Compassion in psychological sciencehas been described as sympathy, empathy, selflessness, altruism and kindness(Gilbert, 2005). Self-compassion involves treating yourself withcare and concern when considering personal mistakes, failures, and painful lifesituations and anunderstanding that one’s experience is part of the common human experience (Wei, Liao, Ku, & Shaffer, 2011). Itconsists of three interacting components: (i) self-kindness versusself-judgment, (ii) a sense of common humanity versus isolation, and (iii)mindfulness versus over-identification. Self-kindness refers to the tendency tobe caring and understanding with oneself rather than being harshly critical.

Rather than attacking and berating oneself for personal shortcomings, the selfis offered warmth and unconditional acceptance. The sense of common humanity inself-compassion involves recognizing that humans are imperfect, that all peoplefail, make mistakes, and have serious life challenges.Mindfulness is the ability to hold one’s painful thoughts and feelingsin balanced awareness rather than over-identifying with them (Neff, 2003). Self-compassionis negatively associated with depression, anxiety, rumination, and thoughtsuppression; and positively with life satisfaction and social connectedness (Raes, 2010).  Mindfulness is another approachquite similar to self-compassion. Mindfulness is the condition of remainobservant to and conscious of what is happening in our surroundings, a trait ofbeing aware and conscious in terms to enhance well-being (Brown, & Ryan,2003). Literaturesuggests that being high on mindfulness can leads towards lower levels ofaffect, depression and anxiety (Brown & Ryan, 2003; Shapiro, Oman,Thoresen, Plante, & Flinders, 2008) and successful self-regulation andtolerance of emotional stimuli (Creswell, Way, Eisenberger, & Lieberman,  2007). With healthcare staffs who are moremindful, general health outcomes may be equally beneficial for both staff andpatients.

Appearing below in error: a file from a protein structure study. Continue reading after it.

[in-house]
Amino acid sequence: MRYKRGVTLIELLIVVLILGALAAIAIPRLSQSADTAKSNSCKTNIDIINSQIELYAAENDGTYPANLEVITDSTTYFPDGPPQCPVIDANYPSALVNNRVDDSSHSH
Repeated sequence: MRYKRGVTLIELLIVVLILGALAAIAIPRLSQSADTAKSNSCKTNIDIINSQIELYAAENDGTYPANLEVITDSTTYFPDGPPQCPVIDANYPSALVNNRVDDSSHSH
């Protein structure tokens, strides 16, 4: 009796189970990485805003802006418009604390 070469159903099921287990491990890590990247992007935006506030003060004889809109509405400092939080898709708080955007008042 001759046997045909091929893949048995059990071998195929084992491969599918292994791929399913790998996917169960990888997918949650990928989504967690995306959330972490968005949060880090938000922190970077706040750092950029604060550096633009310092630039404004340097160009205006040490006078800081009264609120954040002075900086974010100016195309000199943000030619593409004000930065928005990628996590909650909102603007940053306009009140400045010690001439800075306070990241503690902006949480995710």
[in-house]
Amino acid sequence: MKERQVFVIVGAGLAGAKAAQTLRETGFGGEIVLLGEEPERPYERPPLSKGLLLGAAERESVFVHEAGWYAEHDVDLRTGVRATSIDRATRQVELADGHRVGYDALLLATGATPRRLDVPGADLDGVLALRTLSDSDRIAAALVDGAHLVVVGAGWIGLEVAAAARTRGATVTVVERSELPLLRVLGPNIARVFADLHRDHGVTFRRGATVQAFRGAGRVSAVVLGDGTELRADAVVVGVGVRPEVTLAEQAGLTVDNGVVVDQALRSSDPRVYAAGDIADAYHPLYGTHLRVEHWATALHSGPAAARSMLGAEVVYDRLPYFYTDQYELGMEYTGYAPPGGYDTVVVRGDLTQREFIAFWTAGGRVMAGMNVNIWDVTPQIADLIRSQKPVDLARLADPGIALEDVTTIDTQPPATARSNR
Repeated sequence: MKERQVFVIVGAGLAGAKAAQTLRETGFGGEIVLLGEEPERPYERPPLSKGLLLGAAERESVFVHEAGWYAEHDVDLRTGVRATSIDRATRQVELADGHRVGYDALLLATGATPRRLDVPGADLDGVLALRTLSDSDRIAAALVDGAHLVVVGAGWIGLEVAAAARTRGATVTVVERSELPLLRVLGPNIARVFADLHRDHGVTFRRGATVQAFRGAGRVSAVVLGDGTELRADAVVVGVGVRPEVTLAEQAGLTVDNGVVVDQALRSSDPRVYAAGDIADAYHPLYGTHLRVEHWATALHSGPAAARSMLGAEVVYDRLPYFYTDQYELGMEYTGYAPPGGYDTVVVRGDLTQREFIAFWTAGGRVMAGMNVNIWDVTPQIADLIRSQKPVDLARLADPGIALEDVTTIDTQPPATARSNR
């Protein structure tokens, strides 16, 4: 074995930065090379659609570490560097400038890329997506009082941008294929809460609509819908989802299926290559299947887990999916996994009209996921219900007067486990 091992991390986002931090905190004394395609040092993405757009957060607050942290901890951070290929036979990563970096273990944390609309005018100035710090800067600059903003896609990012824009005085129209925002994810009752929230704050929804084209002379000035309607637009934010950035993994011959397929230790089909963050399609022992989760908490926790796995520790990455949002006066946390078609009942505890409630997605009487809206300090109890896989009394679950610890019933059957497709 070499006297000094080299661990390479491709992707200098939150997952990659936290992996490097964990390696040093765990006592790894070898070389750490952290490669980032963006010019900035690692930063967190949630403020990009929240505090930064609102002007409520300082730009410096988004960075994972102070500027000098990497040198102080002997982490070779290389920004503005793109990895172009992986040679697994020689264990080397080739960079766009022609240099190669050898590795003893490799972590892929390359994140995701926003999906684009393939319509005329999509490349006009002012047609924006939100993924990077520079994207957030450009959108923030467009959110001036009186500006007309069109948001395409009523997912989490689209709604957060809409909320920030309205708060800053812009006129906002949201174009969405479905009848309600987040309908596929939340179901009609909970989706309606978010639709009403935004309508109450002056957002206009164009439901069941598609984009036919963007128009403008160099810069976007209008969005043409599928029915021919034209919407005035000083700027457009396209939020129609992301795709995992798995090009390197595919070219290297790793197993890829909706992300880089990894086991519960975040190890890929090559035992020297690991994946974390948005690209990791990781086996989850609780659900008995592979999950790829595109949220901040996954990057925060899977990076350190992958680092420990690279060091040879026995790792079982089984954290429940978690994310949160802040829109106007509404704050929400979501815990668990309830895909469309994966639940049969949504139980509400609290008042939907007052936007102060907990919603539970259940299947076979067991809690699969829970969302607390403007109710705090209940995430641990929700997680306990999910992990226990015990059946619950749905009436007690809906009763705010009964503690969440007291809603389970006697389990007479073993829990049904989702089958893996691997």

If one is low in mindfulness, avoiding or being unable to tolerateundesirable, aversive or difficult moments in health care settings which may reflectinadequate self care, and can cause poor patient care.Emotionalwell-being is a positive sense of well-being which enables an individual to beable to function in society and meet the demands of everyday life. According toKahneman and Deaton (2010) emotional well-being is the emotional quality of anindividual’s everyday experiences, the frequency and intensity of experiencesof joy, fascination, anxiety, stress, sadness, anger, and affection that make one’s life pleasant or unpleasant.Over the years mindfulness and self-compassion have become one of the mostdesirable personality characteristics in different age groups/ professions, thus,understanding and addressing these robust trends among medical professionalshas become a major priority too (Horst, Newsom, Stith, 2013; Neely,Schallert, Mohammed, Roberts,& Chen, 2009). Kinman, and Grant, (2010)reported the resilience as a protective factor that enhances the power toovercome tensions in social workers. Egan, Mantzios, and Jackson, (2016),unveiled the training benefits of self-compassion and mindfulness in healthpractitioners towards patients.A caring for oneself is required before caring for others can occur, andthis care will need to be in the form of workplace compassion education orself-compassion.